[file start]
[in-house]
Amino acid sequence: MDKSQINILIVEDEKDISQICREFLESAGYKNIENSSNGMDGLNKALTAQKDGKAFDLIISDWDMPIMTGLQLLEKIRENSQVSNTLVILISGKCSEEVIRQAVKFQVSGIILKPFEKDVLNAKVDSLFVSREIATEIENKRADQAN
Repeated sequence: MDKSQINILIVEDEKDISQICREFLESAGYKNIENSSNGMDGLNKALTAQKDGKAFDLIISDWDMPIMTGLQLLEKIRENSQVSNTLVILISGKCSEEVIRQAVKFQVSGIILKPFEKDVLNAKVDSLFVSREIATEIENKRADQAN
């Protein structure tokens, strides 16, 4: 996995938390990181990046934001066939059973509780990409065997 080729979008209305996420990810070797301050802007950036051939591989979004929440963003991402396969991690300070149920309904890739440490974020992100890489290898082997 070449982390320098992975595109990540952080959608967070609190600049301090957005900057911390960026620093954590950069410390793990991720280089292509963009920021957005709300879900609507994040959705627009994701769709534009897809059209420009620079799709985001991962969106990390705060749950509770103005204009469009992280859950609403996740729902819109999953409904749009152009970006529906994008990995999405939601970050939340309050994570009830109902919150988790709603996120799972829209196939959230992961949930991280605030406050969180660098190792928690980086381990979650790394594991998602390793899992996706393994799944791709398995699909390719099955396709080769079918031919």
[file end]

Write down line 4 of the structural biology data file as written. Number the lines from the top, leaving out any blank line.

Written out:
């Protein structure tokens, strides 16, 4: 996995938390990181990046934001066939059973509780990409065997 080729979008209305996420990810070797301050802007950036051939591989979004929440963003991402396969991690300070149920309904890739440490974020992100890489290898082997 070449982390320098992975595109990540952080959608967070609190600049301090957005900057911390960026620093954590950069410390793990991720280089292509963009920021957005709300879900609507994040959705627009994701769709534009897809059209420009620079799709985001991962969106990390705060749950509770103005204009469009992280859950609403996740729902819109999953409904749009152009970006529906994008990995999405939601970050939340309050994570009830109902919150988790709603996120799972829209196939959230992961949930991280605030406050969180660098190792928690980086381990979650790394594991998602390793899992996706393994799944791709398995699909390719099955396709080769079918031919």